Transparent proxy support

This feature adds Linux 2.2-like transparent proxy support to current kernels. To use it, enable the socket match and the TPROXY target in your kernel config. You will need policy routing too, so be sure to enable that as well.

From Linux 4.18 transparent proxy support is also available in nf_tables.

1. Making non-local sockets work

The idea is that you identify packets with destination address matching a local socket on your box, set the packet mark to a certain value:

# iptables -t mangle -N DIVERT
# iptables -t mangle -A PREROUTING -p tcp -m socket -j DIVERT
# iptables -t mangle -A DIVERT -j MARK --set-mark 1
# iptables -t mangle -A DIVERT -j ACCEPT

Alternatively you can do this in nft with the following commands:

# nft add table filter
# nft add chain filter divert "{ type filter hook prerouting priority -150; }"
# nft add rule filter divert meta l4proto tcp socket transparent 1 meta mark set 1 accept

And then match on that value using policy routing to have those packets delivered locally:

# ip rule add fwmark 1 lookup 100
# ip route add local dev lo table 100

Because of certain restrictions in the IPv4 routing output code you'll have to modify your application to allow it to send datagrams _from_ non-local IP addresses. All you have to do is enable the (SOL_IP, IP_TRANSPARENT) socket option before calling bind:

fd = socket(AF_INET, SOCK_STREAM, 0);
/* - 8< -*/
int value = 1;
setsockopt(fd, SOL_IP, IP_TRANSPARENT, &value, sizeof(value));
/* - 8< -*/
name.sin_family = AF_INET;
name.sin_port = htons(0xCAFE);
name.sin_addr.s_addr = htonl(0xDEADBEEF);
bind(fd, &name, sizeof(name));

A trivial patch for netcat is available here:

2. Redirecting traffic

Transparent proxying often involves "intercepting" traffic on a router. This is usually done with the iptables REDIRECT target; however, there are serious limitations of that method. One of the major issues is that it actually modifies the packets to change the destination address -- which might not be acceptable in certain situations. (Think of proxying UDP for example: you won't be able to find out the original destination address. Even in case of TCP getting the original destination address is racy.)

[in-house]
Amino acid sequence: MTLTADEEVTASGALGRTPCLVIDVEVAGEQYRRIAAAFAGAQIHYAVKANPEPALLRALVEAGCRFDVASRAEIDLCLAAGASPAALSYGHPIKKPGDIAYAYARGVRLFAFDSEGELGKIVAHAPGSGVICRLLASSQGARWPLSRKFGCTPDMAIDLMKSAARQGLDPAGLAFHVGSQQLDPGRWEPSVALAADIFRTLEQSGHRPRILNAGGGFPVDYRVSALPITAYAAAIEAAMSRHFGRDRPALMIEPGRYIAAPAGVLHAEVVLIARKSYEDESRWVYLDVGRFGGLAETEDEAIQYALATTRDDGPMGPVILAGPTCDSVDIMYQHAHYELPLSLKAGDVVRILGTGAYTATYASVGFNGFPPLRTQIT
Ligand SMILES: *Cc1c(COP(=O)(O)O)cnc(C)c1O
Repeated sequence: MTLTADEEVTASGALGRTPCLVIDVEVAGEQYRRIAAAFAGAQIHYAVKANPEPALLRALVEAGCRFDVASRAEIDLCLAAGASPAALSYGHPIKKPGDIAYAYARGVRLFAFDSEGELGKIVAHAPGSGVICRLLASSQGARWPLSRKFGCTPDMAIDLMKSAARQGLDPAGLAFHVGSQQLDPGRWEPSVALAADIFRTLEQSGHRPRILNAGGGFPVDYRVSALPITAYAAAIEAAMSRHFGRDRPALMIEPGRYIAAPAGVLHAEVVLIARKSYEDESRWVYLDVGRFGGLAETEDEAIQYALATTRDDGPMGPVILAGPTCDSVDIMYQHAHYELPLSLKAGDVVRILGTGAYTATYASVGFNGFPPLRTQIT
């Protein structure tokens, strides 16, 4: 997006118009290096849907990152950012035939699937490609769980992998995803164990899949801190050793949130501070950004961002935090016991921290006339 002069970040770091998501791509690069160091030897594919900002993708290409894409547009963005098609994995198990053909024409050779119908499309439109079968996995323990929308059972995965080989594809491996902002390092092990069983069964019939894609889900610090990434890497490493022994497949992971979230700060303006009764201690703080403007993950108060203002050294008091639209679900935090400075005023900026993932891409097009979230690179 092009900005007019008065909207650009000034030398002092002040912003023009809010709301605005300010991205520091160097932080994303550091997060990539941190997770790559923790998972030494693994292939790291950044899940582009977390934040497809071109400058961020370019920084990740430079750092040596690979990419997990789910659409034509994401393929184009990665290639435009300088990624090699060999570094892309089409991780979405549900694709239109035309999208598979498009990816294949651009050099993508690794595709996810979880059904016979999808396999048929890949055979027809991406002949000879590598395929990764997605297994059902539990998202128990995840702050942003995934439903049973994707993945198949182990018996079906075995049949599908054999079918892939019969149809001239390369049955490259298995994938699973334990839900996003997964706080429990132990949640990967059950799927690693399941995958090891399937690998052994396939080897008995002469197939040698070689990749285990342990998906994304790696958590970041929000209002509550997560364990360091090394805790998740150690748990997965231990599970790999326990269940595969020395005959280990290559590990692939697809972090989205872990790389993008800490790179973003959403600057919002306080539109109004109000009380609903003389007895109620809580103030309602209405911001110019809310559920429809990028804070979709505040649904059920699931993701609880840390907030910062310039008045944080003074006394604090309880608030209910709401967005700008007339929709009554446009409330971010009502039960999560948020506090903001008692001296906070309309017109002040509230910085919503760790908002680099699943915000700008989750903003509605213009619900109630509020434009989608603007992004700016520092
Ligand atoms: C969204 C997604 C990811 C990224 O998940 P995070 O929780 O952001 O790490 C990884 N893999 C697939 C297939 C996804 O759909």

The 'TPROXY' target provides similar functionality without relying on NAT. Simply add rules like this to the iptables ruleset above:

# iptables -t mangle -A PREROUTING -p tcp --dport 80 -j TPROXY \
  --tproxy-mark 0x1/0x1 --on-port 50080

Or the following rule to nft:

# nft add rule filter divert tcp dport 80 tproxy to :50080 meta mark set 1 accept

Note that for this to work you'll have to modify the proxy to enable (SOL_IP, IP_TRANSPARENT) for the listening socket.

As an example implementation, tcprdr is available here: This tool is written by Florian Westphal and it was used for testing during the nf_tables implementation.

3. Iptables and nf_tables extensions

To use tproxy you'll need to have the following modules compiled for iptables:



Or the floowing modules for nf_tables:



4. Application support

4.1. Squid

Squid 3.HEAD has support built-in. To use it, pass '--enable-linux-netfilter' to configure and set the 'tproxy' option on the HTTP listener you redirect traffic to with the TPROXY iptables target.

For more information please consult the following page on the Squid wiki: